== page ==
I’ve been trying to get organized for nearly sixty years. Before then I really didn’t own enough stuff to need much in the way of order. I owned a few white socks I tossed in a drawer. Need a pair? Take two. I owned one pair of tennis shoes, two blue jeans, a couple of t-shirts and one sweater. My few books I kept in two wooden orange crates. Need to move? Tip the crates on their backs and give them a shake. Move out ready.
I had one fishing pole and some basic gear in a fishing creel, and one deer rifle I used to fill the larder once a year. (For a starving college student I ate pretty well.)
But after several years of the simple life, the great gather started in earnest. When you have children you need stuff…cribs, washers, tables, chairs, furniture, beds. You know…to set up a house. As children grow, and as incomes grow, the list of stuff grows until finally we have too much of it, especially after the kids move away. Then it’s time for yard sales and taking stuff to the local thrift store.
My wife Vi and I have been doing a lot of that lately…giving stuff away, telling our grown children to “come and get it.” Mainly, it’s pure relief to watch the piles disappear. A couple of things are valuable if we were to sell them. (We probably won’t. Those we’ll give to the kids.)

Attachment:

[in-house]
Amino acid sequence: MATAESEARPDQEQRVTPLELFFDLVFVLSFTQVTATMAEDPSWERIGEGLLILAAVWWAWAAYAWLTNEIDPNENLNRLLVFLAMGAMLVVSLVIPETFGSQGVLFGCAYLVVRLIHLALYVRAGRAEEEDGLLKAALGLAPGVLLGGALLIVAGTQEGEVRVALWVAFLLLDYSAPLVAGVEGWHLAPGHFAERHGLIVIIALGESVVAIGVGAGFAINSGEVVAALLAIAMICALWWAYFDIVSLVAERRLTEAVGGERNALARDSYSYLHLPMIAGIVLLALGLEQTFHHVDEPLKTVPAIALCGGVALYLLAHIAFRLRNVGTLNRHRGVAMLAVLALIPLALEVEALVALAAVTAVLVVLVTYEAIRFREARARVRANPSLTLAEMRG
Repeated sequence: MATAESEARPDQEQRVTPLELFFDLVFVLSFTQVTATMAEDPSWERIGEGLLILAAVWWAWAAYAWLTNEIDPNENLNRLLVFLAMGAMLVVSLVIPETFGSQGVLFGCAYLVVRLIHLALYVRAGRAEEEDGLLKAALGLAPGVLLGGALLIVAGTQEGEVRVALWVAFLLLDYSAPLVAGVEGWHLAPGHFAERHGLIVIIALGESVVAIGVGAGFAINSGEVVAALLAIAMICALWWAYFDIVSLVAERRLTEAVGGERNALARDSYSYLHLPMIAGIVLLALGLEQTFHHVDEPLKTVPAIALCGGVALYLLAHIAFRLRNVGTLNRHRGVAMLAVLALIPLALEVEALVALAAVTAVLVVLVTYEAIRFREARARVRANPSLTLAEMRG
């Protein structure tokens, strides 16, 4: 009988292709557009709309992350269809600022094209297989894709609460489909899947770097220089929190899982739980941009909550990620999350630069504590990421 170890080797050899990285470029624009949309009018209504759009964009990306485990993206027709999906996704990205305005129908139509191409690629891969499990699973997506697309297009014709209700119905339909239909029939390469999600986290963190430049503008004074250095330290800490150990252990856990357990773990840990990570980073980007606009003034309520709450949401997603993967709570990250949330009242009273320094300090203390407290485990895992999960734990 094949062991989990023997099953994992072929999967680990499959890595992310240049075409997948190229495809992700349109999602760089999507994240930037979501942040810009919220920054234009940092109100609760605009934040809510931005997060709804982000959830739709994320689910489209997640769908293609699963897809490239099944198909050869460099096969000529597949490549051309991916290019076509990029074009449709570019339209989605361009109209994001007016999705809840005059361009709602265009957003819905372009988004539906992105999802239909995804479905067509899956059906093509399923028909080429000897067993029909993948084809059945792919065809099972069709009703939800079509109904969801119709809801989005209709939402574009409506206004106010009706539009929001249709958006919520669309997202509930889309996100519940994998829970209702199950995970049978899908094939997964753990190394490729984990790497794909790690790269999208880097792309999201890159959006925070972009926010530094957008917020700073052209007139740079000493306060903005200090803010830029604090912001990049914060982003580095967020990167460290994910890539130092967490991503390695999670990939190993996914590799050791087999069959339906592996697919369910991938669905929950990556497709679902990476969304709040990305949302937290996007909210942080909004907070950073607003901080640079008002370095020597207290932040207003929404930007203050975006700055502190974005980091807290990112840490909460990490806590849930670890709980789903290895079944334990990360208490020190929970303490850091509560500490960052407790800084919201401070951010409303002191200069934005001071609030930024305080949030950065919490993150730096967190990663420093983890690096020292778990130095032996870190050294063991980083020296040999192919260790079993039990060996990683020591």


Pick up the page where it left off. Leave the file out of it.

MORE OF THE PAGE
We find more value in the clutter of those things that store our memories: a painting from a sister; a painting from Mother; fishing tackle made by Dad; the “family” wall plastered with photos of all our people; leftover school papers from kids and grandkids; and lots, and lots of memorabilia in the form of photos, stuffed animals, framed pictures, birthday and Christmas cards, and a lot of cups that say schmaltzy things like “Worlds Greatest Grandma,” (or Grandpa); and personal gifts from close friends. Those have softened my desire to return to the simple life of orange crates, white socks and one pair of tennis shoes.
The great gather is over, I hope, but the memories linger. I give thanks to the Good Lord for all of it, and wonder how people manage lives without the stuff that stores our memories.